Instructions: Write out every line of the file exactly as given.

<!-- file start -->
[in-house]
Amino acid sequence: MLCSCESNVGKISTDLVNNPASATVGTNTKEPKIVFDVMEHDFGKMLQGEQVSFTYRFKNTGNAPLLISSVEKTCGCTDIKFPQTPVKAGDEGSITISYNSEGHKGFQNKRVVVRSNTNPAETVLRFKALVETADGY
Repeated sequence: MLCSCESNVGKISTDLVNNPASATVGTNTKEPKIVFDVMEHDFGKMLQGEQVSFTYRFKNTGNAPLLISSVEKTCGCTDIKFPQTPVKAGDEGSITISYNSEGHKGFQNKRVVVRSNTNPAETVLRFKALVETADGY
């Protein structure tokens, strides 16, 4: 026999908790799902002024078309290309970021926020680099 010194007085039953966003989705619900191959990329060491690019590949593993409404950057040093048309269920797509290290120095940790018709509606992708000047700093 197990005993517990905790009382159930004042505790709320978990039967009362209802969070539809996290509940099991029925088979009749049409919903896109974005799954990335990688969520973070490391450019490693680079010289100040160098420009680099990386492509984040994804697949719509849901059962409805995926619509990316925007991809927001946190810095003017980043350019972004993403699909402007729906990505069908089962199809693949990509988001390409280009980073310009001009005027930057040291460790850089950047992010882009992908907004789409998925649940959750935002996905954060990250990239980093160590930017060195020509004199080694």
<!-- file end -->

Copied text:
[in-house]
Amino acid sequence: MLCSCESNVGKISTDLVNNPASATVGTNTKEPKIVFDVMEHDFGKMLQGEQVSFTYRFKNTGNAPLLISSVEKTCGCTDIKFPQTPVKAGDEGSITISYNSEGHKGFQNKRVVVRSNTNPAETVLRFKALVETADGY
Repeated sequence: MLCSCESNVGKISTDLVNNPASATVGTNTKEPKIVFDVMEHDFGKMLQGEQVSFTYRFKNTGNAPLLISSVEKTCGCTDIKFPQTPVKAGDEGSITISYNSEGHKGFQNKRVVVRSNTNPAETVLRFKALVETADGY
């Protein structure tokens, strides 16, 4: 026999908790799902002024078309290309970021926020680099 010194007085039953966003989705619900191959990329060491690019590949593993409404950057040093048309269920797509290290120095940790018709509606992708000047700093 197990005993517990905790009382159930004042505790709320978990039967009362209802969070539809996290509940099991029925088979009749049409919903896109974005799954990335990688969520973070490391450019490693680079010289100040160098420009680099990386492509984040994804697949719509849901059962409805995926619509990316925007991809927001946190810095003017980043350019972004993403699909402007729906990505069908089962199809693949990509988001390409280009980073310009001009005027930057040291460790850089950047992010882009992908907004789409998925649940959750935002996905954060990250990239980093160590930017060195020509004199080694």